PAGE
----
YouTube has become one of the largest vlogging platforms online. Some of the biggest YouTube stars such as Casey Neistat have over 5 million subscribers and garner over 1 million views in just one day. After watching videos every day about someone’s day to day life for months on end, how does one not feel like they personally know the vlogger, even consider them a friend? Is this mindset healthy?
I am all too familiar with this. I frequently watch a channel called Just Kidding News while at work and it is difficult not to feel a sort of bond with these people, despite the fact that they have no idea who you are. But is this any different than those who frequently watch TMZ? The gossip alone is evidence of this happening in Hollywood; "Did you hear about Brangelina getting a divorce?" People think they know these stars.
Is it healthy? I would suggest that if one has an active social life, sure. If one's source of interaction between others is solely coming from this medium, however, that is when it becomes a problem. Very, very interesting topic and I believe it is one that should be addressed due to the ever-increasing popularity of this medium and the possible adverse effects it could have. I would suggest implementing examples of psychology if a claim was to be made here. Good Luck to whoever grabs this. I look forward to reading it.
-Brad – Brad Hagen5 years ago
This is an interesting topic, and I feel it coincides with similar topics involving how people portray 'celebrities'. With YouTube as popular and widespread as any other form of media entertainment, it is no wonder that the more popular users are being treated like movie stars. Like the movies, YouTube has become a place where people escape from reality by watching others do things they want to do or wish they had the ability to do. It is unhealthy in the movies, and I feel it is quickly becoming the same with vlogging. At least with movies, actors/actresses take breaks between acting, and can escape the limelight. With vlogging, however, most of these people have to be constantly producing media in order to maintain the status quo, therefore making them more visibly accessible to the public. Couple that with the fact that you can more readily access a vlog than you can movie, you can see how these vlogging stars are more popular then some movie stars. – MikeySheff5 years ago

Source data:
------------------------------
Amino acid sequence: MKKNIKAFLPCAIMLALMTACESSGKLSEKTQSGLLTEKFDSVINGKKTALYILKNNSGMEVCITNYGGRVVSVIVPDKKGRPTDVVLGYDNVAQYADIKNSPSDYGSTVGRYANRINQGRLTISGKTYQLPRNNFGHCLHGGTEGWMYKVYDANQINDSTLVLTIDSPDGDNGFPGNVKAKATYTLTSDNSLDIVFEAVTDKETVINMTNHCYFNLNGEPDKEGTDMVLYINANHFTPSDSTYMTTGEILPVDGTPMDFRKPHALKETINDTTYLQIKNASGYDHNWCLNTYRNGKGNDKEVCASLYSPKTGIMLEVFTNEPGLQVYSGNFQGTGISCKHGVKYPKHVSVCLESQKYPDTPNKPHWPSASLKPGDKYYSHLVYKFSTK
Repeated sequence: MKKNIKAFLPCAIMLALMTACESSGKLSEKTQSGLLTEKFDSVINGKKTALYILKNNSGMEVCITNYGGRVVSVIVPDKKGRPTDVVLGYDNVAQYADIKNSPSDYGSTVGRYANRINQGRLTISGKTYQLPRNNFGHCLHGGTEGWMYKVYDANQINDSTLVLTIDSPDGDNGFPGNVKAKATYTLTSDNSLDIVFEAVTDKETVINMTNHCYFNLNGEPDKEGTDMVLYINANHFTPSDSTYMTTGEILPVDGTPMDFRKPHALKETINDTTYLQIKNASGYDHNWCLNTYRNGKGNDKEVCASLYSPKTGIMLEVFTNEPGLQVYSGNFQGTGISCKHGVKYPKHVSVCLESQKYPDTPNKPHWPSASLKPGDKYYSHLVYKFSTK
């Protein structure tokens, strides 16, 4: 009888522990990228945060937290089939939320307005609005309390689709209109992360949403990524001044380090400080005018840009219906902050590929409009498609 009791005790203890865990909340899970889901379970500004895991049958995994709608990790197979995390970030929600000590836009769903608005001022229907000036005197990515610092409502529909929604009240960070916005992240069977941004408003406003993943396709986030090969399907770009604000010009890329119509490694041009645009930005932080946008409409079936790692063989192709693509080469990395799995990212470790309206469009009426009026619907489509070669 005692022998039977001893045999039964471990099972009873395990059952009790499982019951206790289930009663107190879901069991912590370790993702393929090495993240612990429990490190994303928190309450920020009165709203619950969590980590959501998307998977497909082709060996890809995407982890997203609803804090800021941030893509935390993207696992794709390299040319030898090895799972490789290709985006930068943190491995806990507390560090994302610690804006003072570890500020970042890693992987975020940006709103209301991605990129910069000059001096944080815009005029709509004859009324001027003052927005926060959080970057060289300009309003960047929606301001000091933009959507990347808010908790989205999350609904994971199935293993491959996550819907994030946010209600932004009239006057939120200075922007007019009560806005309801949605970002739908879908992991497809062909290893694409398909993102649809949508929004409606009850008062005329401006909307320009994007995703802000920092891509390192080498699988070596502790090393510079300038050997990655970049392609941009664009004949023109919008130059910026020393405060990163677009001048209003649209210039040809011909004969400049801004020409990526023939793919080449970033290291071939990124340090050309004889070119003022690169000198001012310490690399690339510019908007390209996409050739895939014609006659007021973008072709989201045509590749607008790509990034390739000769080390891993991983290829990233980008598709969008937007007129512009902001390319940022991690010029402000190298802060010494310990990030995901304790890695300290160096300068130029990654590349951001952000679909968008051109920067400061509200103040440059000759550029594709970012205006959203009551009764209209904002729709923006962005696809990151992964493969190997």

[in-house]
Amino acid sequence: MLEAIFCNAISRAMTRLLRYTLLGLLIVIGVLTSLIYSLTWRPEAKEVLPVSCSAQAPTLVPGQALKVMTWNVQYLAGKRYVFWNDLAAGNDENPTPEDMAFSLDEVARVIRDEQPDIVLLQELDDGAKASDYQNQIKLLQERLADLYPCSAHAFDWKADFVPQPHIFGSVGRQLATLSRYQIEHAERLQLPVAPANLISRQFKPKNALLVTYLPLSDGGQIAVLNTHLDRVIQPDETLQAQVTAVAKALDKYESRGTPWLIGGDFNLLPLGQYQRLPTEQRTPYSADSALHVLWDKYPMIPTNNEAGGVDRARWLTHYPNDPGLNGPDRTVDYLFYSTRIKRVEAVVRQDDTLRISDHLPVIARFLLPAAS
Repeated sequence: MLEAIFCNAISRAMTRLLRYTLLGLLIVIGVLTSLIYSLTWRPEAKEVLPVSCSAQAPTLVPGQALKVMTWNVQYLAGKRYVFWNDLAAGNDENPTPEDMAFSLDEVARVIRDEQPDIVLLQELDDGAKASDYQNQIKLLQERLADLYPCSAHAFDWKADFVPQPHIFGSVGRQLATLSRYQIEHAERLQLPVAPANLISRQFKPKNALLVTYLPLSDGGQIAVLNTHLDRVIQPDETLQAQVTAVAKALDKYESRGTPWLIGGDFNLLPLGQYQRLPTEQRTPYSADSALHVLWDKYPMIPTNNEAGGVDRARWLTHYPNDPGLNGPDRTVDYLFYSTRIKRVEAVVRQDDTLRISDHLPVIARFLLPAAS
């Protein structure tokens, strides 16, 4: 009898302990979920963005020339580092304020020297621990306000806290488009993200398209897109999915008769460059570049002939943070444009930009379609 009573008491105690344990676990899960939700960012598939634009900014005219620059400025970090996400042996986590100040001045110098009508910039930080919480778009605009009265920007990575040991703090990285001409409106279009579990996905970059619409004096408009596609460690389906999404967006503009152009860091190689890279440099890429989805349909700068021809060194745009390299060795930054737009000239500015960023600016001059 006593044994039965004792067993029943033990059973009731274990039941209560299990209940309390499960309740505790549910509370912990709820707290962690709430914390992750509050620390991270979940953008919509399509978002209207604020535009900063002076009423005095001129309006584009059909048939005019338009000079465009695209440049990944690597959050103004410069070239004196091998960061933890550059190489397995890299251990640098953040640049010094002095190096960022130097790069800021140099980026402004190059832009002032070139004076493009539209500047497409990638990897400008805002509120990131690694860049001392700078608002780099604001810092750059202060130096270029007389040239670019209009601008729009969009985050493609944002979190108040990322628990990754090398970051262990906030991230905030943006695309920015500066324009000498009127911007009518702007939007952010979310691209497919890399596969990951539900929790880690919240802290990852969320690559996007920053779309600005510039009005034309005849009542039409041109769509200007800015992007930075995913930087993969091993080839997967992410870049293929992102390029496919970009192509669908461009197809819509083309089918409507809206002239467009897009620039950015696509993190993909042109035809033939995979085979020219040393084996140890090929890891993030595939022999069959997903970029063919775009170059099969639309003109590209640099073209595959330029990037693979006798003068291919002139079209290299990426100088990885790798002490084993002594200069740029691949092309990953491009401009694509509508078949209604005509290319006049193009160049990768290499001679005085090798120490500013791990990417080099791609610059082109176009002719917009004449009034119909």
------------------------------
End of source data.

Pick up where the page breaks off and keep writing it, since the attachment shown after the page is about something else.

I think this can also be dangerous. Because some fans might feel entitled to know everything about vloggers and boundaries might be crossed. – seouljustice5 years ago
These are called parasocial relationships and I'm pretty sure that there's a decent amount of research out there on them! – phaasch5 years ago
I think it is impossible to pin down an answer for all. Each individual would make sense of their experience with a vlogger, wildly popular or not, based on their own circumstances. I must say some could get a lot out of such an interaction, however lop-sided it may seem, like courage, solace, inspiration and entertainment. Besides, friendships are very much possible in form of exchange of comments and messages where fans get in touch with their idols and what not. Of course it is impossible for anyone to reply every single comment (complaint/compliment/sharing) they get, which is pretty much the case for most of us. How many friends do you have on your social media accounts and how many do you actually talk or respond to? It's just the matter of perspective and although it is fascinating to ponder upon topics like this we really should avoid making blanket judgments that rule out possibility for good things to happen. – rubynvm5 years ago
Since you mentioned Casey Neistat, he talked about this one-sided, always appearing happy type of relationship in one of his latest videos: https://www.youtube.com/watch?v=sVnI_2JgXGY. – KennethC5 years ago
It might also be interesting to explore if such celebrities feel a responsibility to act a particular way once they have a large audience who assume they can predict their actions and if this leads to restricting, rather than empowering, a vloggers future explorations of their own craft. This may be particularly relevant here as their roles are often be portrayed as "This is the real me," rather than "I am pretending to be this character." – trevajc5 years ago
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